The Potluck

State aid per student has decreased by 20% in Minnesota in last two decades, report finds

By: - October 10, 2022 6:00 am

North Star Policy Action Executive Director Jake Schwitzer, front, points out the falling state funding per pupil in Minnesota school districts at a press conference on Friday, Oct. 7. Report author Jeff Van Wychen stands in the background. Photo by Michelle Griffith/Minnesota Reformer.

State aid per student has declined by 20% in the past 20 years, according to a new report by the progressive think tank North Star Policy Action.

Relying on Minnesota Department of Education data, the analysis found a sharp decline in per pupil aid once adjusted for inflation.

In the absence of help from the state, school districts have turned to levies — increases in property taxes — to support students and school programs. 

Property taxes have sharply increased in the last 20 years, though even this hike has not made up for the gap in state revenue, according to report author Jeff Van Wychen, who was a policy aide to former DFL Gov. Mark Dayton.

Inflation-adjusted aid to the state’s school districts declined from $13,652 per student in fiscal year 2003 to a projected $10,983 per student in fiscal year 2023, according to the report.

“Every Minnesotan should see this falloff … and be afraid of it and hopefully demand action from representatives,” said Jake Schwitzer, executive director of North Star Policy Action.  

The most alarming aspect of the decline, Schwitzer said, is that Minnesota is sitting on a $9 billion budget surplus that could be given to districts to support students and teachers. Early this year, the DFL-controlled Minnesota House passed a bill to give $3 billion to education over three years, but it didn’t progress in the GOP-controlled Senate.

Over the next two years, all of Minnesota’s school districts are projected to see a decline in inflation-adjusted state aid, the report states.

Meanwhile, districts are enduring teacher shortages, while students struggle to catch up following COVID-19 disruptions.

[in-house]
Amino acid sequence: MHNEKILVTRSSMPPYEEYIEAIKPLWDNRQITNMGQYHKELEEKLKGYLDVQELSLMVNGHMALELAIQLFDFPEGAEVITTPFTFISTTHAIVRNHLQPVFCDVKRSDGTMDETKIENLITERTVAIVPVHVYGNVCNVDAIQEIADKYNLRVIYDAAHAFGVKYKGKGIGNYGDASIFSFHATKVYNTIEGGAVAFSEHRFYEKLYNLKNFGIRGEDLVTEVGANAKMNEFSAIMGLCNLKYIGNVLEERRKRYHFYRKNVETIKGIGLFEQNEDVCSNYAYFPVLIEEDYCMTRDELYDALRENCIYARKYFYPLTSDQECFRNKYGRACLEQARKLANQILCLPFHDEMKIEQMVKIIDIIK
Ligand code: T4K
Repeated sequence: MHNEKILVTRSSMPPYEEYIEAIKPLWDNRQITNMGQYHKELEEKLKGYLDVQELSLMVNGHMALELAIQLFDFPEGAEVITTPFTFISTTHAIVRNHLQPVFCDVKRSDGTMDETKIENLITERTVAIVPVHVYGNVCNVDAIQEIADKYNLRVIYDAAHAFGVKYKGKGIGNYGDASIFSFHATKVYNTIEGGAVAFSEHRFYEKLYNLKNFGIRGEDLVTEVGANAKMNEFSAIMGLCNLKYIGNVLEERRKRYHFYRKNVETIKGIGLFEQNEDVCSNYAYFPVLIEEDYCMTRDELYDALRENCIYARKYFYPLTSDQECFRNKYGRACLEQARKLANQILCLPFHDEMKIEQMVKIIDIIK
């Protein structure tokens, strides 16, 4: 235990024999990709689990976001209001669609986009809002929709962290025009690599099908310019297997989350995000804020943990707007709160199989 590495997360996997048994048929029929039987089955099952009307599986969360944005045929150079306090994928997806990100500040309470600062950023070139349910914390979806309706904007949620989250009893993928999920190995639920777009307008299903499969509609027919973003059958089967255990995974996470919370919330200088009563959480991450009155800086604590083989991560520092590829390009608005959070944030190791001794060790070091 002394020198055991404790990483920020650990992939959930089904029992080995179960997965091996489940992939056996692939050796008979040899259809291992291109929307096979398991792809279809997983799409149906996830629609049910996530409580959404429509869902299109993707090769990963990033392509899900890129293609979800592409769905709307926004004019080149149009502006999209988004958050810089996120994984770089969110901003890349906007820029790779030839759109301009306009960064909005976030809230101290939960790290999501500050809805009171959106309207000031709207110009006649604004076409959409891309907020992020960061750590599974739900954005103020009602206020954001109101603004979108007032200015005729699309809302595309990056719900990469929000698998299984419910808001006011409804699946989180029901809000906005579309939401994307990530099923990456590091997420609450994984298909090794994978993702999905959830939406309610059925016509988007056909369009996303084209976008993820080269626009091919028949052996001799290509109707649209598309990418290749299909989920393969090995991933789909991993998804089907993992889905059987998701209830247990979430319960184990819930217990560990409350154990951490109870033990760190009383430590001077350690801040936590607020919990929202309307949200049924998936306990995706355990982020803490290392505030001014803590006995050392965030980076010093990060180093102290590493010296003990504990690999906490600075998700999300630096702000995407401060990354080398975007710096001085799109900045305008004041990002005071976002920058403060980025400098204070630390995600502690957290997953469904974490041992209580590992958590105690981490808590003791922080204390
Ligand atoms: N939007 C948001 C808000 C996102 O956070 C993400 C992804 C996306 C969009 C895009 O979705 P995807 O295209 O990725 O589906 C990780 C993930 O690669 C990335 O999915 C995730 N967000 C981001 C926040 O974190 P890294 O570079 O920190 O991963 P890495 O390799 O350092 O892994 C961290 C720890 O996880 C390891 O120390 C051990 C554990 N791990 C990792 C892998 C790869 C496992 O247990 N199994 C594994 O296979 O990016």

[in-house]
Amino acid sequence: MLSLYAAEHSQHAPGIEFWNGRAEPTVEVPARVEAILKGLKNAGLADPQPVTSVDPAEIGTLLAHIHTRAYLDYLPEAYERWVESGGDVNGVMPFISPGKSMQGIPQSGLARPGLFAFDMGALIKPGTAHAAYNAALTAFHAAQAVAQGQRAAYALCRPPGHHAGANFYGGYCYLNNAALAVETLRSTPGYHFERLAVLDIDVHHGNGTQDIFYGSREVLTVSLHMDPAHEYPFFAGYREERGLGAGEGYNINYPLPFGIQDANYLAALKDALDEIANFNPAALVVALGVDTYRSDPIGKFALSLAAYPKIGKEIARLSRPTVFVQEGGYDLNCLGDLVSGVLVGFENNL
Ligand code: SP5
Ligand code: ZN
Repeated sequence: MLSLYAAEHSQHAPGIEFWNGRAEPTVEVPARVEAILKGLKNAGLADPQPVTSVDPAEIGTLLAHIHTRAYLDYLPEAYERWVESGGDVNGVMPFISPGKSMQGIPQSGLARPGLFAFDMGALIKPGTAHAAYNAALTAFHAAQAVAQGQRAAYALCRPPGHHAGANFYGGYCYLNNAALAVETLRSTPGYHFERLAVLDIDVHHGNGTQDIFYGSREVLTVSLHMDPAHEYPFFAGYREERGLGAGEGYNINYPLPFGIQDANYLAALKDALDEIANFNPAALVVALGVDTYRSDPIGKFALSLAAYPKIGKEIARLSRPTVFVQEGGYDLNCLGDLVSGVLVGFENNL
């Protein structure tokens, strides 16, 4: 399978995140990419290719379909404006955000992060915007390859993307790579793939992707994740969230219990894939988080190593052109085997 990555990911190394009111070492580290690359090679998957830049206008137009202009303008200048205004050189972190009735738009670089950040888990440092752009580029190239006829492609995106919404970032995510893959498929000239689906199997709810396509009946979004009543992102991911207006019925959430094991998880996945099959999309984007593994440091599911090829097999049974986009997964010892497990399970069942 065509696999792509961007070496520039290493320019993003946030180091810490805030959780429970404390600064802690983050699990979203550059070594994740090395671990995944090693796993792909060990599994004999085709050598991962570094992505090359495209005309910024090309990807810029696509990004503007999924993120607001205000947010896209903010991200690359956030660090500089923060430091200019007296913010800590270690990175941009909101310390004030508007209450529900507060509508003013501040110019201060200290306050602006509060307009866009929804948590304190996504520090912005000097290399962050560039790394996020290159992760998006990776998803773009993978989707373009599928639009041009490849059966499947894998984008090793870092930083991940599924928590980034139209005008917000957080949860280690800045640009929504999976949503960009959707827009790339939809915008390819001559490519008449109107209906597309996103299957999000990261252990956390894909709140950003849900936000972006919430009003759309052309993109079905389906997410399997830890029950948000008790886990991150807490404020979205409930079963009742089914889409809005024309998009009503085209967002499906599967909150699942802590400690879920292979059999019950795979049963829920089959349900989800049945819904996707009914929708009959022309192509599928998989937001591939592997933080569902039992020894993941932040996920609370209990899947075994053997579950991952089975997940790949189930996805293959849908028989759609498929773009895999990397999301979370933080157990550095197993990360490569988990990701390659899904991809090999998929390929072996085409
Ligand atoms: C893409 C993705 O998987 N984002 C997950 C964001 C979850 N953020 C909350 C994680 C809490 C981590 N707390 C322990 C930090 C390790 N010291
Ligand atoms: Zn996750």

In the Osseo Area School District — northwest of Minneapolis — cuts to state funding have put teachers on edge, said Kelly Wilson, the local teacher union president. Their pay is not competitive, especially for hourly support staff, he said.

Teachers are leaving the profession altogether because other industries offer higher pay and less stress, Wilson said.

“You can go down to Papa John’s and they’ve got a sign saying they’re hiring pizza drivers at $25 an hour,” Wilson said. “That’s up to $9 more than what a lot of our starting hourly workers are making. We’re not in the competition at all.”

Even as districts struggle with fewer state dollars, they’re wary of asking local voters for more money this year, given inflation and a crowded November ballot. 

The Osseo Area School District is one of the few schools in the state asking residents for more money this election season. Fewer than two dozen Minnesota districts are asking residents to approve levies — the fewest since 1980.

Osseo is asking residents to approve two levies: a $7 million levy for instructional needs and day-to-day learning and a $2.3 million technology levy for safety and security updates.

If both are approved, property taxes would increase about $9 per month for a $250,000 home, according to the district.

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Michelle Griffith
Michelle Griffith

Michelle Griffith covers Minnesota politics and policy for the Reformer, with a focus on marginalized communities. Most recently she was a reporter with The Forum of Fargo-Moorhead in North Dakota where she covered state and local government and Indigenous issues. For two years she was also a corps member with Report for America, a national nonprofit that places journalists in local newsrooms and news deserts. She lives in St. Paul and likes to knit and watch documentaries in her free time.

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